I think that Obama would love to run against Rick because (1) Rick will make it all about abortion, an issue where Obama "sounds" much more reasonable to the general public that Rick, and that will absolutely let him avoid talking about everything else about his administration... where the real anger lies, (2) Rick is very strident and angry and does not come across well (he's a caricature of "fundamentalist Republican", and (3) Rick is a deeply corrupt and sleazy politicians and makes Obama look clean by comparison.

I would expect that by the time Obama is done with him people will see Rick as a hateful crony.

I also agree that they won't stop infighting so long as Rick and Newt think they have a chance. They've shown there are no depths to which they won't sink and no harm they won't do to the party. And the longer this continues, the greater the harm will be to the party and our message.... which will drift down to Senate races.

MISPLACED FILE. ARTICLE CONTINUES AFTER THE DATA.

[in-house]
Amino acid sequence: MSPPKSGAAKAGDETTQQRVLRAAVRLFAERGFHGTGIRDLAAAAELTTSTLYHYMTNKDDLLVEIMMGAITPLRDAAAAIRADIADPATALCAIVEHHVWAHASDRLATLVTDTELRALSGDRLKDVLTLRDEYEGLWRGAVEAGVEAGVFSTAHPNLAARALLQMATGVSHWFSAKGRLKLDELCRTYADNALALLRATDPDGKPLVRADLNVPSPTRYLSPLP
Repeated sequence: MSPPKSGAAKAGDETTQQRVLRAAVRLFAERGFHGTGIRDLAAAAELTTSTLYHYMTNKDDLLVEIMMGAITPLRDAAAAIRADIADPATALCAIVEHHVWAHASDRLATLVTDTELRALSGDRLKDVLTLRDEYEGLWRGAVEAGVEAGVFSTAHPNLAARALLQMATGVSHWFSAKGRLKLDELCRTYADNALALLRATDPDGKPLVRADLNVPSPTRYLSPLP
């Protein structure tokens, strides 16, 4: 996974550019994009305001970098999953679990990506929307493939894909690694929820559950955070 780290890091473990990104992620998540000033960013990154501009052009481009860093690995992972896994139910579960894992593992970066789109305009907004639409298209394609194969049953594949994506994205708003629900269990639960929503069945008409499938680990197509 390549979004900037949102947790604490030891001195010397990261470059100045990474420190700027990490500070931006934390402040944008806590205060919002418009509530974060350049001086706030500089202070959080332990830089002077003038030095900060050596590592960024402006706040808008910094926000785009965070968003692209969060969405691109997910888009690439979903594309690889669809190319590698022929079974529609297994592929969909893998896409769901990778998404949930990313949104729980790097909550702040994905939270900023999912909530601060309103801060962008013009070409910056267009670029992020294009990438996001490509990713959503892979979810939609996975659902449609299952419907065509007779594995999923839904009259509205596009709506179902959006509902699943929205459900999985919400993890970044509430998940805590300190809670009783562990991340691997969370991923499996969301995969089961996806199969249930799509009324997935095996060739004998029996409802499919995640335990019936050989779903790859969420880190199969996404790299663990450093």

tryanmax said...

Rush and the others ought to know that it's not a dog-whistle when everyone can hear it blown. I get what they are doing, saying "by his words ye shall know him," which would be fine if they set about deciphering the words instead of defining them.

So no one else ever called themselves "severely conservative," so what? The only reason anyone thinks it odd is because the self-appointed phrase-makers have deemed it so. They might not like Mitt's style of music, but that doesn't mean it's tone-deaf like the case of Nancy Pelosi's favorite word.

I've been dismayed by the sudden and rapid development of the right-wing echo-chamber. Now I'm even more appalled to hear that it is insisted upon. I'd call that sort of "uproariously asinine" but if no one else has used that expression, I'll probably be dismissed for not knowing what I'm talking about.

AndrewPrice said...

Lawhawk, Very true. And I think conservatives need to look very careful at the people they are promoting and why.

1. Santorum because he's beatable by Obama and the longer he stays in the race, the greater the carnage.

2. Palin because she's advocating "a competitive primary" all the way until the convention.